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How China's COVID policy rollbacks will affect the country and the world

STEVE INSKEEP, HOST:

China is changing its approach to COVID-19.

RACHEL MARTIN, HOST:

The country seems to be abandoning a policy of zero COVID infections. That policy led to widespread travel restrictions and lockdowns. Now economic stagnation and all those public protests are forcing leaders to say they will change course. China's new policy could mean additional freedoms.

INSKEEP: David Rennie is the Beijing bureau chief for The Economist. David, welcome back.

DAVID RENNIE: Hello.

INSKEEP: What's really changing here?

RENNIE: Well, you're right to mention the economic pain of this policy and the public anger which we've seen take the shape of not just protests, but also just generally an entire population that's fed up. But the final piece of the puzzle is the virus has mutated to become so contagious. That omicron variant that has been rampaging around the world all year is just so easy to catch that China's incredibly ambitious zero-COVID policy is not keeping up. And so the brutal truth is the Communist Party has spent nearly three years saying it's declared an all-out people's war on the virus, and the virus is winning.

INSKEEP: Oh, this is a powerful insight I think you're giving us, David. I had thought that this was a response to the declining economy in China or a response to public protest. And you're saying that China is being forced to abandon zero-COVID because it just isn't working. The virus is spreading too much anyway.

RENNIE: It's all linked. Why are people so angry? Why are people so fed up after nearly three years of tolerating the kind of controls I think Americans or Brits would never tolerate? It's because it's not working. They can see that the case numbers have been soaring because it's just so easy to catch omicron. And they're also becoming aware that the outside world seems to be living with this virus. And, you know, they can see crowds at the World Cup not wearing masks. They're realizing that China isn't like anywhere else, and it's bankrupting businesses. It's killing the kind of - you know, any number of economic sectors. And so that combination of pain that isn't working - the balance seems to have just shifted. And now at incredible speed, this incredibly strict system is falling apart in a very chaotic, frankly unplanned way.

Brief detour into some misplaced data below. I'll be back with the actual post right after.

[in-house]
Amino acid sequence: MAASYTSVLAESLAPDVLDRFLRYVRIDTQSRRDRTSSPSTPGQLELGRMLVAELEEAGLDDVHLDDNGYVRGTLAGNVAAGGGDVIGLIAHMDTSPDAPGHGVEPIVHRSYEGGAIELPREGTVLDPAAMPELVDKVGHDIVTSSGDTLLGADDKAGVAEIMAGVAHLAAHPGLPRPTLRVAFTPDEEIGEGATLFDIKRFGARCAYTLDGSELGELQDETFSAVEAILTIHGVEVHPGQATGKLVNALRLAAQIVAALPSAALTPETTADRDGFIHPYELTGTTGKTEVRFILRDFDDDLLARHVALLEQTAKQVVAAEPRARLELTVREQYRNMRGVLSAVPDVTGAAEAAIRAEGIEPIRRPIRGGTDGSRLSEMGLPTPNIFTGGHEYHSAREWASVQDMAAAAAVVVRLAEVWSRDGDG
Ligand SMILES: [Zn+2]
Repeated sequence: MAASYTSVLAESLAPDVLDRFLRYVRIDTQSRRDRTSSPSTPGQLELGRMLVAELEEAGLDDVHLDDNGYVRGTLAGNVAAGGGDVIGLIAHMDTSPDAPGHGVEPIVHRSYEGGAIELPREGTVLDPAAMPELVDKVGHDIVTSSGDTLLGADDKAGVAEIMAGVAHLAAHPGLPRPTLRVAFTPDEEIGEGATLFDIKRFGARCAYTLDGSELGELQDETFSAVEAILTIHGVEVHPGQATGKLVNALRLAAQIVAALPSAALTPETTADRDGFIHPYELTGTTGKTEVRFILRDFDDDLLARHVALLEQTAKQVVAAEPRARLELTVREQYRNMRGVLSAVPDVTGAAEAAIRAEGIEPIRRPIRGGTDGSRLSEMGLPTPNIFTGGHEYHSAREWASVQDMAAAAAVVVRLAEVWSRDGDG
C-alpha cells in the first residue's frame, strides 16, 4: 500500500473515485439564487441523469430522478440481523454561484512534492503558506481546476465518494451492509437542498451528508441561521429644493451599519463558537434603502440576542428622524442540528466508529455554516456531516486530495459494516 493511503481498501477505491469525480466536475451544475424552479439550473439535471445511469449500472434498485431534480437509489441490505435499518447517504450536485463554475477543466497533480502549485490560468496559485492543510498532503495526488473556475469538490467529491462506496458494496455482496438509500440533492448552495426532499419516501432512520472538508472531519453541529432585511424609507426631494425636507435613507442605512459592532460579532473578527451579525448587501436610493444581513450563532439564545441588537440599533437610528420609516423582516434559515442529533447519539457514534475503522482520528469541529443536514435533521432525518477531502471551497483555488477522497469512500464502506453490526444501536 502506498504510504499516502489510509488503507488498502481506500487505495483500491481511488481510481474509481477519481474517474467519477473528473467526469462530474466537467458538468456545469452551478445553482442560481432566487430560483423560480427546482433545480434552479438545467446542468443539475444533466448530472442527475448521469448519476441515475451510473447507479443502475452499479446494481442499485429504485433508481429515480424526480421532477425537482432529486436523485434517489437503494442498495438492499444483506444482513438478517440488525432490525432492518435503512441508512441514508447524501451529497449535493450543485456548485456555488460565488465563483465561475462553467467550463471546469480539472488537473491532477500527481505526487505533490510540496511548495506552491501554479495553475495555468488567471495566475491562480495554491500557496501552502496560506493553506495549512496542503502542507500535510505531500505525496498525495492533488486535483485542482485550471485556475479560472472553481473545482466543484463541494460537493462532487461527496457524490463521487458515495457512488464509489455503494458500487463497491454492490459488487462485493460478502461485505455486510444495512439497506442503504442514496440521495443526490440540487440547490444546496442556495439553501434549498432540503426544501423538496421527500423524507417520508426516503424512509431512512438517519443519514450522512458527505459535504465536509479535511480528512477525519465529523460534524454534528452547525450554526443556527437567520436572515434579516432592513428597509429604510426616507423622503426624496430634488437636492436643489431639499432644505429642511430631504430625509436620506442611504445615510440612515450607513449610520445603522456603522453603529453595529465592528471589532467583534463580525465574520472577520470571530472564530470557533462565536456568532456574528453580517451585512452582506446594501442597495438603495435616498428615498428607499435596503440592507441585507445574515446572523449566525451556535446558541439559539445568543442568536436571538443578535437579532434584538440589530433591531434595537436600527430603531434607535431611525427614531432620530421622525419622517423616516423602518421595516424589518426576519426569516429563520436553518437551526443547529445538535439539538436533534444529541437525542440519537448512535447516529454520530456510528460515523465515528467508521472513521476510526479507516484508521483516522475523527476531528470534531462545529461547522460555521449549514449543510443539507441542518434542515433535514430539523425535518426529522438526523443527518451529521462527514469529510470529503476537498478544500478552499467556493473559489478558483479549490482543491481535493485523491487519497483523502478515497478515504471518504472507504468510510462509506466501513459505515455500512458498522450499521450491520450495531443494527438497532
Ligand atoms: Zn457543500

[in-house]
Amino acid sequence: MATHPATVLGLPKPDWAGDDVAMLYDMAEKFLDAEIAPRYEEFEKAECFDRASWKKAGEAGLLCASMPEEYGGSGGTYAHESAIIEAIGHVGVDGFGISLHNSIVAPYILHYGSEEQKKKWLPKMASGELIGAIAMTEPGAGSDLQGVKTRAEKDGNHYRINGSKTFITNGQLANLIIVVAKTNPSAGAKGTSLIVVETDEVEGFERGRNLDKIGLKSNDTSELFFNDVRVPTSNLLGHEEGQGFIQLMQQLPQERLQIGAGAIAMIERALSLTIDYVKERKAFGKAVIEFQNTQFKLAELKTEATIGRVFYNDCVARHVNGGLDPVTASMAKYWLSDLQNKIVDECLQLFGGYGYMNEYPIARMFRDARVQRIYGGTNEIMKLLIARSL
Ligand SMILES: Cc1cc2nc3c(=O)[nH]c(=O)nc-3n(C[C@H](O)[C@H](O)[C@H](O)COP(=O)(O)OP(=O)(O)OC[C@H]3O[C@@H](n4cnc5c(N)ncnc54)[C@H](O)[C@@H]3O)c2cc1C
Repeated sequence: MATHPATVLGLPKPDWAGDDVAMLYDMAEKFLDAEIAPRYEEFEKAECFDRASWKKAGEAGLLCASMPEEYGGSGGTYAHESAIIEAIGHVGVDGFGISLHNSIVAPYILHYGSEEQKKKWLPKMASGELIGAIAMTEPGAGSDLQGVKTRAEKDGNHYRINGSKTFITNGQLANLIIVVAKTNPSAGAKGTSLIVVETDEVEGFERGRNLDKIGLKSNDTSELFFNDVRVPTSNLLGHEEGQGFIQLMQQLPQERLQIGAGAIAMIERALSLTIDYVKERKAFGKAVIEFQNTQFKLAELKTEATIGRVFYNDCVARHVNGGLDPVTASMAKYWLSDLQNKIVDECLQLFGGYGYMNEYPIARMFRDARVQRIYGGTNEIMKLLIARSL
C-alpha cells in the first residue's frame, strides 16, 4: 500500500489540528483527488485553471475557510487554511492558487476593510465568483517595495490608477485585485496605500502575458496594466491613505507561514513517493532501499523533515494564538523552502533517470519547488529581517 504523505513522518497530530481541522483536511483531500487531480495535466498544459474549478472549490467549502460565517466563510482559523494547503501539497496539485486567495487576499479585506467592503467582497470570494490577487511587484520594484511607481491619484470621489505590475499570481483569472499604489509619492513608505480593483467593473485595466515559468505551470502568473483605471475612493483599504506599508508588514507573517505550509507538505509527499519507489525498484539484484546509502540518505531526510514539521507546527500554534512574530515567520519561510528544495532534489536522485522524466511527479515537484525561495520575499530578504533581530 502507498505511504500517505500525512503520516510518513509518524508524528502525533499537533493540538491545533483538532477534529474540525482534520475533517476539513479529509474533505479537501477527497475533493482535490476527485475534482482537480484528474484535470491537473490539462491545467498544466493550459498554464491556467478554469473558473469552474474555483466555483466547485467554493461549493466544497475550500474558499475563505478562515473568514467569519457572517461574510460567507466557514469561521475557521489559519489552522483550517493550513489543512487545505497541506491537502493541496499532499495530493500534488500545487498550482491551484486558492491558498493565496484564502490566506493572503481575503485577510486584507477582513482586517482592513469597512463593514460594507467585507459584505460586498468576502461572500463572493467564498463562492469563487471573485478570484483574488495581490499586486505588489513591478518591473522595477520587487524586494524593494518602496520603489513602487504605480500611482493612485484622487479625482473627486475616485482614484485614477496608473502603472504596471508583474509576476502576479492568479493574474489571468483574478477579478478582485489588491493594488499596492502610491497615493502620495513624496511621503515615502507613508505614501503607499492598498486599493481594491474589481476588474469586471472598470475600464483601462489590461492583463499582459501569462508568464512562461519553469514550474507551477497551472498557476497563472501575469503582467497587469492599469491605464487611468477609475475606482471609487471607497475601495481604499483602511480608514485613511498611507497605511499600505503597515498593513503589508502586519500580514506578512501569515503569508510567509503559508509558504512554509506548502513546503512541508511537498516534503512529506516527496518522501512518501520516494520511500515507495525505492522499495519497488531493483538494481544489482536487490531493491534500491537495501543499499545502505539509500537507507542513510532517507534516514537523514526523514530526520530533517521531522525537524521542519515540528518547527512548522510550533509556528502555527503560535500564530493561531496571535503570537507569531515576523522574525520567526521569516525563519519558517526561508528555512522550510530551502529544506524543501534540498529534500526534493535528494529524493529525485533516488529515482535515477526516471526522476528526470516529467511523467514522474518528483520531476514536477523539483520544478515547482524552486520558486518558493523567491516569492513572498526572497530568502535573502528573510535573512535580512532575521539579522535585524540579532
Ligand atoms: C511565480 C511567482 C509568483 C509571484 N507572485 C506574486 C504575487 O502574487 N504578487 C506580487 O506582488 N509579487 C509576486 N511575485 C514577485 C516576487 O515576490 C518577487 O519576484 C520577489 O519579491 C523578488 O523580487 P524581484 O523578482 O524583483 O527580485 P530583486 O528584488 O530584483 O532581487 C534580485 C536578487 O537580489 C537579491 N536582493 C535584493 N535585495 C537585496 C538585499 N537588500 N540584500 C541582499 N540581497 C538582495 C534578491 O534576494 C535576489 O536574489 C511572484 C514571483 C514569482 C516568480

INSKEEP: Although just months ago, Chinese officials were saying this policy is saving millions of lives. Think about how many people are in China. It's saving millions of lives. What happens now as restrictions are lifted?

RENNIE: I mean, they've been saying that till almost a week ago. It was all about how China had saved lives and countries like America had so many dead. So now we're seeing the central government saying things like, you know, mass testing is no longer needed. So basically you're not going to find the cases that you were previously always quarantining. So that part of the system is falling apart. We can expect other cities, perhaps poorer cities with weak hospitals to resist and to say, actually, we don't have so many cases. We're terrified that this is going to overwhelm our health system.

I think we could see a return to what we've seen before during this pandemic of roadblocks, you know, provincial borders, suddenly police not letting people across. Beijing, where I am, is kind of chaos. They're saying that we don't need health codes to go into shops, shopping malls, but you do to go to schools or to hospitals. But there's nowhere to get a COVID test anymore because they've been hauling away all the testing booths on the back of trucks. And so people don't know how to get the test to get the kids to school.

INSKEEP: When you say health codes, this is something on your phone that shows that you're vaccinated or that you've been tested or whatever, and now you're saying it's hard to know if you need that and hard to get verified anyway.

RENNIE: Exactly.

INSKEEP: Are travel restrictions are going to be lifted, in just a few seconds? Is it going to be easier to get in and out of China?

RENNIE: In and out is a mystery. Between provinces seems to be getting easier. But the fear is this is the winter. They haven't vaccinated enough people. And if the case numbers really soar, they could be forced to start locking down again. Transcript provided by NPR, Copyright NPR.